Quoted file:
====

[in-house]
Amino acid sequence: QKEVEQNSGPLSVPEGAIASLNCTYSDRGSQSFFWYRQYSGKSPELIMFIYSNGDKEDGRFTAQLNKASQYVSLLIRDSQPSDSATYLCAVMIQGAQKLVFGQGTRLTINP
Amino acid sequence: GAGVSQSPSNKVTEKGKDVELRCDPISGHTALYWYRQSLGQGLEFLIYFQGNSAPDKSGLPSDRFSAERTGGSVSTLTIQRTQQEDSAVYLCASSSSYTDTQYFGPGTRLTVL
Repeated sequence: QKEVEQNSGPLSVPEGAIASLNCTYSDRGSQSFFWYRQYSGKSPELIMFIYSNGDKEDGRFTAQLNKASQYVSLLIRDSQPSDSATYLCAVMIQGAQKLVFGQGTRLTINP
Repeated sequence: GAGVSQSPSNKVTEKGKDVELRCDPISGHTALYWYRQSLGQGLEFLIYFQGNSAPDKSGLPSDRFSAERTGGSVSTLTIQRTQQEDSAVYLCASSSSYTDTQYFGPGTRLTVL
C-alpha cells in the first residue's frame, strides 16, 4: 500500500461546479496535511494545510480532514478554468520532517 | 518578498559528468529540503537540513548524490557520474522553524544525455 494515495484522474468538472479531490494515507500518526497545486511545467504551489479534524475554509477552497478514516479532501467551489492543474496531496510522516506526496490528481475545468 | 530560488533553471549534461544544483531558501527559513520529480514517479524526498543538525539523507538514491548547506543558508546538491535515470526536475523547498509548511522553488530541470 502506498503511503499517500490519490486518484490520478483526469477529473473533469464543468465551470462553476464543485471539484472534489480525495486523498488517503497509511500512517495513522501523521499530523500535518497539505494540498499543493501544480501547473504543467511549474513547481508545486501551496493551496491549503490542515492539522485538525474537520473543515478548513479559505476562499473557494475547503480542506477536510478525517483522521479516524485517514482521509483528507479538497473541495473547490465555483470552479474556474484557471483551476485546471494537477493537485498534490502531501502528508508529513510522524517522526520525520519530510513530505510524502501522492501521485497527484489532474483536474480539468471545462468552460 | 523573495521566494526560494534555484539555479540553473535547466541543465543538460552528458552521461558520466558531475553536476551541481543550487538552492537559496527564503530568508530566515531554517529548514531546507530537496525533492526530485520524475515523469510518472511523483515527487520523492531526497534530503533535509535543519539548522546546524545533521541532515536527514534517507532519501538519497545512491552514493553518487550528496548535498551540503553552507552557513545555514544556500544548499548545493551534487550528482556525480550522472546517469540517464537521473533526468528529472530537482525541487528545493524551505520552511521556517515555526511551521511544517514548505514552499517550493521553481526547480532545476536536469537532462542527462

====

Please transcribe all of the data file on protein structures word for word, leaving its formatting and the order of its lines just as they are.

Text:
[in-house]
Amino acid sequence: QKEVEQNSGPLSVPEGAIASLNCTYSDRGSQSFFWYRQYSGKSPELIMFIYSNGDKEDGRFTAQLNKASQYVSLLIRDSQPSDSATYLCAVMIQGAQKLVFGQGTRLTINP
Amino acid sequence: GAGVSQSPSNKVTEKGKDVELRCDPISGHTALYWYRQSLGQGLEFLIYFQGNSAPDKSGLPSDRFSAERTGGSVSTLTIQRTQQEDSAVYLCASSSSYTDTQYFGPGTRLTVL
Repeated sequence: QKEVEQNSGPLSVPEGAIASLNCTYSDRGSQSFFWYRQYSGKSPELIMFIYSNGDKEDGRFTAQLNKASQYVSLLIRDSQPSDSATYLCAVMIQGAQKLVFGQGTRLTINP
Repeated sequence: GAGVSQSPSNKVTEKGKDVELRCDPISGHTALYWYRQSLGQGLEFLIYFQGNSAPDKSGLPSDRFSAERTGGSVSTLTIQRTQQEDSAVYLCASSSSYTDTQYFGPGTRLTVL
C-alpha cells in the first residue's frame, strides 16, 4: 500500500461546479496535511494545510480532514478554468520532517 | 518578498559528468529540503537540513548524490557520474522553524544525455 494515495484522474468538472479531490494515507500518526497545486511545467504551489479534524475554509477552497478514516479532501467551489492543474496531496510522516506526496490528481475545468 | 530560488533553471549534461544544483531558501527559513520529480514517479524526498543538525539523507538514491548547506543558508546538491535515470526536475523547498509548511522553488530541470 502506498503511503499517500490519490486518484490520478483526469477529473473533469464543468465551470462553476464543485471539484472534489480525495486523498488517503497509511500512517495513522501523521499530523500535518497539505494540498499543493501544480501547473504543467511549474513547481508545486501551496493551496491549503490542515492539522485538525474537520473543515478548513479559505476562499473557494475547503480542506477536510478525517483522521479516524485517514482521509483528507479538497473541495473547490465555483470552479474556474484557471483551476485546471494537477493537485498534490502531501502528508508529513510522524517522526520525520519530510513530505510524502501522492501521485497527484489532474483536474480539468471545462468552460 | 523573495521566494526560494534555484539555479540553473535547466541543465543538460552528458552521461558520466558531475553536476551541481543550487538552492537559496527564503530568508530566515531554517529548514531546507530537496525533492526530485520524475515523469510518472511523483515527487520523492531526497534530503533535509535543519539548522546546524545533521541532515536527514534517507532519501538519497545512491552514493553518487550528496548535498551540503553552507552557513545555514544556500544548499548545493551534487550528482556525480550522472546517469540517464537521473533526468528529472530537482525541487528545493524551505520552511521556517515555526511551521511544517514548505514552499517550493521553481526547480532545476536536469537532462542527462